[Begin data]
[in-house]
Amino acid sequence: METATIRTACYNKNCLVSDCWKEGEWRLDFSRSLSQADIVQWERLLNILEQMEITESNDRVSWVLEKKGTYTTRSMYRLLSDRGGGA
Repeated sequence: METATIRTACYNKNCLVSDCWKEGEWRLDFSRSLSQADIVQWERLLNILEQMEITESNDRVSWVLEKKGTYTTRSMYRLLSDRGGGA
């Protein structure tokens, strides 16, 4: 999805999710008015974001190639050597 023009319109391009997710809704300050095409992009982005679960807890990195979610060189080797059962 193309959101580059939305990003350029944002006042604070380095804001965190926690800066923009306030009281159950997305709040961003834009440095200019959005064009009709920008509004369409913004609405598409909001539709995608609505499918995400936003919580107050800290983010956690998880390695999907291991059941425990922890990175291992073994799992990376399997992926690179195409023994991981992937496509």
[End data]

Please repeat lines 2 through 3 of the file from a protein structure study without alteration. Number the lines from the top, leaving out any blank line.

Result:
Amino acid sequence: METATIRTACYNKNCLVSDCWKEGEWRLDFSRSLSQADIVQWERLLNILEQMEITESNDRVSWVLEKKGTYTTRSMYRLLSDRGGGA
Repeated sequence: METATIRTACYNKNCLVSDCWKEGEWRLDFSRSLSQADIVQWERLLNILEQMEITESNDRVSWVLEKKGTYTTRSMYRLLSDRGGGA